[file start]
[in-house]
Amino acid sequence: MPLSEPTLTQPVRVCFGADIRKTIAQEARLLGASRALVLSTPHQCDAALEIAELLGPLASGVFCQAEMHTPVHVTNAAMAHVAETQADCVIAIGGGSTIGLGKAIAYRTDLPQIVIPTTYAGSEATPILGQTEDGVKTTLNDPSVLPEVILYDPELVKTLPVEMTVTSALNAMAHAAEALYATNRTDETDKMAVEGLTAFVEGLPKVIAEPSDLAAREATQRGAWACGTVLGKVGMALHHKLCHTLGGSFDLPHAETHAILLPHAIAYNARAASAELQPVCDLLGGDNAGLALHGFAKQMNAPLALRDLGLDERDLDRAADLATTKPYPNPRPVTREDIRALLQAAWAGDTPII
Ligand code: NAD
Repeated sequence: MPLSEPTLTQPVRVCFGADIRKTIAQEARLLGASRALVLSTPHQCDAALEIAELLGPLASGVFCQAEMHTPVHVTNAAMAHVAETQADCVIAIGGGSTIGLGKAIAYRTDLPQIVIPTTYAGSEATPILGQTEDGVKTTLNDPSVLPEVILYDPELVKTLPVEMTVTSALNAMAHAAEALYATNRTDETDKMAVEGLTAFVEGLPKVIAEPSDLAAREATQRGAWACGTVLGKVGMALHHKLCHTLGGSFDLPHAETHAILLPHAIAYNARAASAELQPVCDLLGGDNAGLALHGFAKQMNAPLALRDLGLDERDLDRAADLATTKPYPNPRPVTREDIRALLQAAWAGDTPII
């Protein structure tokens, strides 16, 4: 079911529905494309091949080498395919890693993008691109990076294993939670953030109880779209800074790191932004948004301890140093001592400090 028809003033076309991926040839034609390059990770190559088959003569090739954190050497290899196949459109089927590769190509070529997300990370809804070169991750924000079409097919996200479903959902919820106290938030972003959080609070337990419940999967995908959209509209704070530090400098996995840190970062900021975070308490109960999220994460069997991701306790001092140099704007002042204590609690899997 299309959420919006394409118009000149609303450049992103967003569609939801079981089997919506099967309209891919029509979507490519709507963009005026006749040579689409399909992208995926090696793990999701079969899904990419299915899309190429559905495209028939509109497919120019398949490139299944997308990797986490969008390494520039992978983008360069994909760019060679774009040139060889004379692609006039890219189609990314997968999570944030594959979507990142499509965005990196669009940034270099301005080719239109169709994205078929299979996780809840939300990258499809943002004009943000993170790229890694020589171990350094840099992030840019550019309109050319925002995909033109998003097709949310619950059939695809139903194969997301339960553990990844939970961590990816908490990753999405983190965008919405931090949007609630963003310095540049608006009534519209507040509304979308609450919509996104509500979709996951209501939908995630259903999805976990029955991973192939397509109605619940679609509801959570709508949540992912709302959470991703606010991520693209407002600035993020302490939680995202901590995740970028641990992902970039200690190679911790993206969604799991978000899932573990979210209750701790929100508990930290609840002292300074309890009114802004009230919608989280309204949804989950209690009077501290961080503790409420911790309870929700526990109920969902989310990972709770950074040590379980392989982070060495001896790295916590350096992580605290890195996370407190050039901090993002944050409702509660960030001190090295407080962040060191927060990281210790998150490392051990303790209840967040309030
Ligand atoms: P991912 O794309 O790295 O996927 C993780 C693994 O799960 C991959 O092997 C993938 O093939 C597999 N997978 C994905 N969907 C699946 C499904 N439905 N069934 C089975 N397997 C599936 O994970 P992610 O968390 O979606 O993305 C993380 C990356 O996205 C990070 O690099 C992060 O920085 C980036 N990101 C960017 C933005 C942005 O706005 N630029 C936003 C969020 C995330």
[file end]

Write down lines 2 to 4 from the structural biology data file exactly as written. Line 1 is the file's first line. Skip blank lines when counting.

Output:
Amino acid sequence: MPLSEPTLTQPVRVCFGADIRKTIAQEARLLGASRALVLSTPHQCDAALEIAELLGPLASGVFCQAEMHTPVHVTNAAMAHVAETQADCVIAIGGGSTIGLGKAIAYRTDLPQIVIPTTYAGSEATPILGQTEDGVKTTLNDPSVLPEVILYDPELVKTLPVEMTVTSALNAMAHAAEALYATNRTDETDKMAVEGLTAFVEGLPKVIAEPSDLAAREATQRGAWACGTVLGKVGMALHHKLCHTLGGSFDLPHAETHAILLPHAIAYNARAASAELQPVCDLLGGDNAGLALHGFAKQMNAPLALRDLGLDERDLDRAADLATTKPYPNPRPVTREDIRALLQAAWAGDTPII
Ligand code: NAD
Repeated sequence: MPLSEPTLTQPVRVCFGADIRKTIAQEARLLGASRALVLSTPHQCDAALEIAELLGPLASGVFCQAEMHTPVHVTNAAMAHVAETQADCVIAIGGGSTIGLGKAIAYRTDLPQIVIPTTYAGSEATPILGQTEDGVKTTLNDPSVLPEVILYDPELVKTLPVEMTVTSALNAMAHAAEALYATNRTDETDKMAVEGLTAFVEGLPKVIAEPSDLAAREATQRGAWACGTVLGKVGMALHHKLCHTLGGSFDLPHAETHAILLPHAIAYNARAASAELQPVCDLLGGDNAGLALHGFAKQMNAPLALRDLGLDERDLDRAADLATTKPYPNPRPVTREDIRALLQAAWAGDTPII